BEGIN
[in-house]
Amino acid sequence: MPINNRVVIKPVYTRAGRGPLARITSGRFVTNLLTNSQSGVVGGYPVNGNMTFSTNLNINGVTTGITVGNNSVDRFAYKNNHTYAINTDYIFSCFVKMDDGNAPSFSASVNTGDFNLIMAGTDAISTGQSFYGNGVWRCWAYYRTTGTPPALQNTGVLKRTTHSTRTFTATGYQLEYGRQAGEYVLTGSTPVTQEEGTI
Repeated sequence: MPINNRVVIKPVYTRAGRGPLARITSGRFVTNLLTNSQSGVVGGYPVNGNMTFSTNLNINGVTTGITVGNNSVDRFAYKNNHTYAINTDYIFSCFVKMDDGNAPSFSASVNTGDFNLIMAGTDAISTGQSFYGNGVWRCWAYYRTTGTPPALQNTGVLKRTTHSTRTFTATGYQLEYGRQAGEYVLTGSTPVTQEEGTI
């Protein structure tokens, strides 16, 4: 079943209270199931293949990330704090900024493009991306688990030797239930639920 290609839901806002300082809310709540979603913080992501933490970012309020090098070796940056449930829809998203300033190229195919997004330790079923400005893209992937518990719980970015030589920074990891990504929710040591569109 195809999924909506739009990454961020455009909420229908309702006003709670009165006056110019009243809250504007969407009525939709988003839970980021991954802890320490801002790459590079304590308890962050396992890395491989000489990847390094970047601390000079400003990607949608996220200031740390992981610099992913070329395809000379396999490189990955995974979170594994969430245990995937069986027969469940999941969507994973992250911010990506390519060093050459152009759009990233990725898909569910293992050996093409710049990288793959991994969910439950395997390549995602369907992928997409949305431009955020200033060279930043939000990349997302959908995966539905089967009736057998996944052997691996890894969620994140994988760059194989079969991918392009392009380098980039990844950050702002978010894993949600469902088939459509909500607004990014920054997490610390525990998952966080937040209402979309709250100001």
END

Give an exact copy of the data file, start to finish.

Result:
[in-house]
Amino acid sequence: MPINNRVVIKPVYTRAGRGPLARITSGRFVTNLLTNSQSGVVGGYPVNGNMTFSTNLNINGVTTGITVGNNSVDRFAYKNNHTYAINTDYIFSCFVKMDDGNAPSFSASVNTGDFNLIMAGTDAISTGQSFYGNGVWRCWAYYRTTGTPPALQNTGVLKRTTHSTRTFTATGYQLEYGRQAGEYVLTGSTPVTQEEGTI
Repeated sequence: MPINNRVVIKPVYTRAGRGPLARITSGRFVTNLLTNSQSGVVGGYPVNGNMTFSTNLNINGVTTGITVGNNSVDRFAYKNNHTYAINTDYIFSCFVKMDDGNAPSFSASVNTGDFNLIMAGTDAISTGQSFYGNGVWRCWAYYRTTGTPPALQNTGVLKRTTHSTRTFTATGYQLEYGRQAGEYVLTGSTPVTQEEGTI
């Protein structure tokens, strides 16, 4: 079943209270199931293949990330704090900024493009991306688990030797239930639920 290609839901806002300082809310709540979603913080992501933490970012309020090098070796940056449930829809998203300033190229195919997004330790079923400005893209992937518990719980970015030589920074990891990504929710040591569109 195809999924909506739009990454961020455009909420229908309702006003709670009165006056110019009243809250504007969407009525939709988003839970980021991954802890320490801002790459590079304590308890962050396992890395491989000489990847390094970047601390000079400003990607949608996220200031740390992981610099992913070329395809000379396999490189990955995974979170594994969430245990995937069986027969469940999941969507994973992250911010990506390519060093050459152009759009990233990725898909569910293992050996093409710049990288793959991994969910439950395997390549995602369907992928997409949305431009955020200033060279930043939000990349997302959908995966539905089967009736057998996944052997691996890894969620994140994988760059194989079969991918392009392009380098980039990844950050702002978010894993949600469902088939459509909500607004990014920054997490610390525990998952966080937040209402979309709250100001």